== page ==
I write today with deep sadness in my heart. You may have been a member of my brick-and-mortar location in the Poncey-Highlands neighborhood of Atlanta. If you ever came to the Highlands building location, you most likely dealt with my incredible office manager and the backbone of my administrative operations Karen Gimnig.
Karen moved back home to Washington state a few years ago, and after transitioning with me in a remote setting, she eventually left her role with Brain and Body Solutions to build her OWN career/business.
It is with a heaviness that I tell you her son Ryan is no longer with us.
I will let you read Karen’s words directly:
I lost my son this week. We’ve struggled for years, he and I and others, to find a joyful life for him. We found a lot of joy, though less and less lately. We built love too, and that we hold on to still. The last time I spoke with him he still had his quick wit and infectious smile, his “Thanks Mom” and his “I love you too.”
Ryan was 17. I believe he held on as long as he could. We spent years working through various supports for him and about a year ago he turned finally to meds. When the fifth medication failed to give relief, he lost hope and used the pills to end the pain a different way. The tragedy for me is less that he stopped breathing and more that despite doing everything we knew to do, we failed to find a life he found worth living.
Yes, he chose to end his own life. Suicide is no easy thing to maneuver. And the suicide of a child brings tremendous emotion and questions for the family and all of those who cared for, loved, and every doctor, therapist, etc that treated Ryan over the years.
The entire family convened in Atlanta last week for his memorial service. I was out of town and unable to share in the community Ryan helped to build. Although I wasn’t there, I can still feel the joy Ryan brought to others through his own struggle to feel joy. I could feel everything permeating through Karen when we spoke; she is bathed in grounded peace that is so powerful it left me speechless; I could see it when Ryan came to me glowing in light and joy during a dream telling me to tell his mother he was finally light.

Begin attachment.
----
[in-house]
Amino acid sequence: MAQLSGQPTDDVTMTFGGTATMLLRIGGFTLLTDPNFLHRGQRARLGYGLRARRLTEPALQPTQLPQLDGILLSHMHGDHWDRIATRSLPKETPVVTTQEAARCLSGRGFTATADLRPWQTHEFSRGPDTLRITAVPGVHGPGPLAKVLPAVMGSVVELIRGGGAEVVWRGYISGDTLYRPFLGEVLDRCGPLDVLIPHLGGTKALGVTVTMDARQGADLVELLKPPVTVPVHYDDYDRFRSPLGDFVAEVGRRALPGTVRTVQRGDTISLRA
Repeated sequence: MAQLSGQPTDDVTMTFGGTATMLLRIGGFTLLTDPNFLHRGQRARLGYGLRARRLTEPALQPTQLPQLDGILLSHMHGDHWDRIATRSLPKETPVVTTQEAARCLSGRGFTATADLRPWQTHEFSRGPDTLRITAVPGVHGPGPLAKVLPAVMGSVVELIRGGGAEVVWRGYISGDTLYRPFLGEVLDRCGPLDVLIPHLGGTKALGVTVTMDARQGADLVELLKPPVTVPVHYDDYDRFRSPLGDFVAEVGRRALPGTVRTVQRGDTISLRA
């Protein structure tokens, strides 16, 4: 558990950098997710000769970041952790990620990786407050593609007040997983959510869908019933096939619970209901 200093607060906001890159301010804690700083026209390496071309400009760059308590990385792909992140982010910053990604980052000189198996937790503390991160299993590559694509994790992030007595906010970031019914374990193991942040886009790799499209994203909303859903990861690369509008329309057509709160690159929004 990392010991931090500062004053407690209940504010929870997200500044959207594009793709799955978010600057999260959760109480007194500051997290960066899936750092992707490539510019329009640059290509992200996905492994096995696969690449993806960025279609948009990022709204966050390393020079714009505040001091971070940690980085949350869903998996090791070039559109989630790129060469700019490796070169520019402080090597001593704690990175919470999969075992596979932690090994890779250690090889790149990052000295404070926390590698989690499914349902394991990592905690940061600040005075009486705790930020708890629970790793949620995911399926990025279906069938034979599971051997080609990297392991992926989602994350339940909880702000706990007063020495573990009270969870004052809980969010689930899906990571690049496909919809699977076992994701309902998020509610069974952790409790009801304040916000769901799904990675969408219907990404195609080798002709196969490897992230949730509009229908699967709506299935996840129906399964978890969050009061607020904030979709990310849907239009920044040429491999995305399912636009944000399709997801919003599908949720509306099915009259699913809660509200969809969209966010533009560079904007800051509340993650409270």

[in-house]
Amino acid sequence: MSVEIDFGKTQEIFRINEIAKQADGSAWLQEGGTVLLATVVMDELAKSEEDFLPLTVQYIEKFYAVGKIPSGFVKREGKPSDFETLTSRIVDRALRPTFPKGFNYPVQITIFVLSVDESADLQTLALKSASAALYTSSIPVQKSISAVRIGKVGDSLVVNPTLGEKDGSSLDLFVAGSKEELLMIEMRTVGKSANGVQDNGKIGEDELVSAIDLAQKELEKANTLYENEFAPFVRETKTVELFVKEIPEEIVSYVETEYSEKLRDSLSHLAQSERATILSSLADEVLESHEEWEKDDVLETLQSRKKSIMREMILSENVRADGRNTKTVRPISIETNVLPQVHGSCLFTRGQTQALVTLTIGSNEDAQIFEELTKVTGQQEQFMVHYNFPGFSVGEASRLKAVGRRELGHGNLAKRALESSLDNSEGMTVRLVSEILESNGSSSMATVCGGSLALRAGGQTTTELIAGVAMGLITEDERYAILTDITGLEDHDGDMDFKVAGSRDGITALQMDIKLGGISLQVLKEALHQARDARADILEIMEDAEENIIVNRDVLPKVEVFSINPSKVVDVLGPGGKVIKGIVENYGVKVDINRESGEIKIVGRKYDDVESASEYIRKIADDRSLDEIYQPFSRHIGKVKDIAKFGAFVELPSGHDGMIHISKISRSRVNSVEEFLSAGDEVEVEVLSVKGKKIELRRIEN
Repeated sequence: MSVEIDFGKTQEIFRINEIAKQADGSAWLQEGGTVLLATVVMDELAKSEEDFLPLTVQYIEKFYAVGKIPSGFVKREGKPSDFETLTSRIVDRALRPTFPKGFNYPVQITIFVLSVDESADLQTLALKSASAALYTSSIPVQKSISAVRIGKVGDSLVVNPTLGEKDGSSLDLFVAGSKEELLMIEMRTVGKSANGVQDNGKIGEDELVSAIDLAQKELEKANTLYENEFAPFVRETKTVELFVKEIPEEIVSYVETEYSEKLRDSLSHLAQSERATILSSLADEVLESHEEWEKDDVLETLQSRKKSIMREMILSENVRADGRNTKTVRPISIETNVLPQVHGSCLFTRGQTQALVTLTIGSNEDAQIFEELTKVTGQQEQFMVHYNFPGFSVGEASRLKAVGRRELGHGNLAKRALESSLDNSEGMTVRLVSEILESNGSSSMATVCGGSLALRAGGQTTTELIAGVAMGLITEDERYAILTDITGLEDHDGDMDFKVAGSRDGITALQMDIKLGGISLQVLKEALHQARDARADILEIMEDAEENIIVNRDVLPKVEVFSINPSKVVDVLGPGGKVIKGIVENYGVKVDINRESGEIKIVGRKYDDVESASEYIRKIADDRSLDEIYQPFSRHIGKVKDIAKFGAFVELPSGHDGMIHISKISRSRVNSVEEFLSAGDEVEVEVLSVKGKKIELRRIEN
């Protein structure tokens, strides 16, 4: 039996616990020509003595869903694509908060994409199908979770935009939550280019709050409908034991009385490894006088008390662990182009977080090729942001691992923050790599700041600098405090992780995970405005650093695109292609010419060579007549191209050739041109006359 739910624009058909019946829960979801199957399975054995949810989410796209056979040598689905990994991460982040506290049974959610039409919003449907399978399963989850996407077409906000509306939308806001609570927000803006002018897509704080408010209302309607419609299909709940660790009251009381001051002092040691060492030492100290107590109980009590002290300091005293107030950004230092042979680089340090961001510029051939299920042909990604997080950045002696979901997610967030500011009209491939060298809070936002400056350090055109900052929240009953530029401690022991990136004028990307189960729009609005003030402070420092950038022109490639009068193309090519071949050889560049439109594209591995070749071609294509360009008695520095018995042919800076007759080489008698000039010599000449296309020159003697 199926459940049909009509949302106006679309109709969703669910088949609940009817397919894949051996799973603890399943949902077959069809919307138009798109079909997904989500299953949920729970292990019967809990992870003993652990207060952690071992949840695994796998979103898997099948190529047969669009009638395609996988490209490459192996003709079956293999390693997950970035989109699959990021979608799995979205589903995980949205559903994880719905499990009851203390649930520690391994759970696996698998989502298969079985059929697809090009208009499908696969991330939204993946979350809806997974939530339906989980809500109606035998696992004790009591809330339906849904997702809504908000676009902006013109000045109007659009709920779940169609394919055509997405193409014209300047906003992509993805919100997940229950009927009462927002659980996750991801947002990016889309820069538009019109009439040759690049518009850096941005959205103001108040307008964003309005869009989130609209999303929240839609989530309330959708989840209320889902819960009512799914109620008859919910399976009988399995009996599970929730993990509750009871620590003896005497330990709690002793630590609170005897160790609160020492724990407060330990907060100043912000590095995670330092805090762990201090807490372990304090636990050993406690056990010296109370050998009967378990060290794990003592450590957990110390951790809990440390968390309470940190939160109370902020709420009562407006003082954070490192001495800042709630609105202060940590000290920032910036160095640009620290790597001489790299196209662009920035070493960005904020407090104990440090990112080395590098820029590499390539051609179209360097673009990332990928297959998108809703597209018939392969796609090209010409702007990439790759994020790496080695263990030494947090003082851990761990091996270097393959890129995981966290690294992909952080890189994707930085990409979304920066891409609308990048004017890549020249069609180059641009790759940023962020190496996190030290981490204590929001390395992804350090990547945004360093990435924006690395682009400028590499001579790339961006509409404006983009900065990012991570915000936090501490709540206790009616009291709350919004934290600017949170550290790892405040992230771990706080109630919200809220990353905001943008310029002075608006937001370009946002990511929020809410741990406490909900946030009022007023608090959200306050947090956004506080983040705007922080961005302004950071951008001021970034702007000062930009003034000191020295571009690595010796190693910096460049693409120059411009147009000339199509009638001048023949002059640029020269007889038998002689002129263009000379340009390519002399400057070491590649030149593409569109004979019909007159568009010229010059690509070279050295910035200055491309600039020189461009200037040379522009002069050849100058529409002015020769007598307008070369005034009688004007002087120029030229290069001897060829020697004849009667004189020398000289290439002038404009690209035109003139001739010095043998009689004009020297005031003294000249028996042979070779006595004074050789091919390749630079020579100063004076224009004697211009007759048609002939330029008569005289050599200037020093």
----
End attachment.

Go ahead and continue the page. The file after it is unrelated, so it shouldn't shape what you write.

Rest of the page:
He was Karen’s greatest teacher of compassion, surrender, and trust in this life, she explained to me. Please know that Karen is very loved, supported, and not alone for one moment at this time. In fact, she is surrounded by so much joy during this time, it is an honor to who Ryan was and how he was a master of teaching connection to those who loved him. Ryan is survived by his loving father John and his brilliant sister Megan in addition to his mother Karen. I ask you to please pray in any way you feel comfortable for John, Megan, and Karen as well as his grandparents, extended family, and his close friends.
Joy is an interesting emotion that can be layered on top of any emotion. It may seem odd to write about joy in the same blog discussing the suicide of a young man that once played in my home, but I want to suggest it is not. Joy is especially relevant and needed in times of pain, grief, and sadness. During some of our greatest suffering such as the death of a loved one, we find ourselves naturally coming together in community to share in the pain of grief with each other. Often no words need to be spoken but simply the understanding that, “I am here for you to share in your loss and pain. I am joyful to be with you no matter what.” Joy is not happiness; joy is connection to another. That connection, that human face-to-face moment, is how joy can uplift and overwhelm even the most broken of hearts. It’s why we can laugh and smile and hug at funerals. Joy is the gift we give to each other and ourselves in relationships.
I think Karen might be one of my greatest teachers of the embodiment of joy. And she will tell you, she learned it all from her children.
For the families’ own words and to remember and honor Ryan through the charity donation the family has chosen, please go here to find details: https://www.forevermissed.com/ryan-gimnig/about
In addition, Karen has started a blog to share her journey. I look forward to following it and learning from the heart-centered, relational space that Ryan cultivated in Karen throughout his 17 years with her:
May you take the time to cultivate connection, love, and joy with each other at every opportunity – because taking it for granted that you will get a second chance “someday” just might not happen.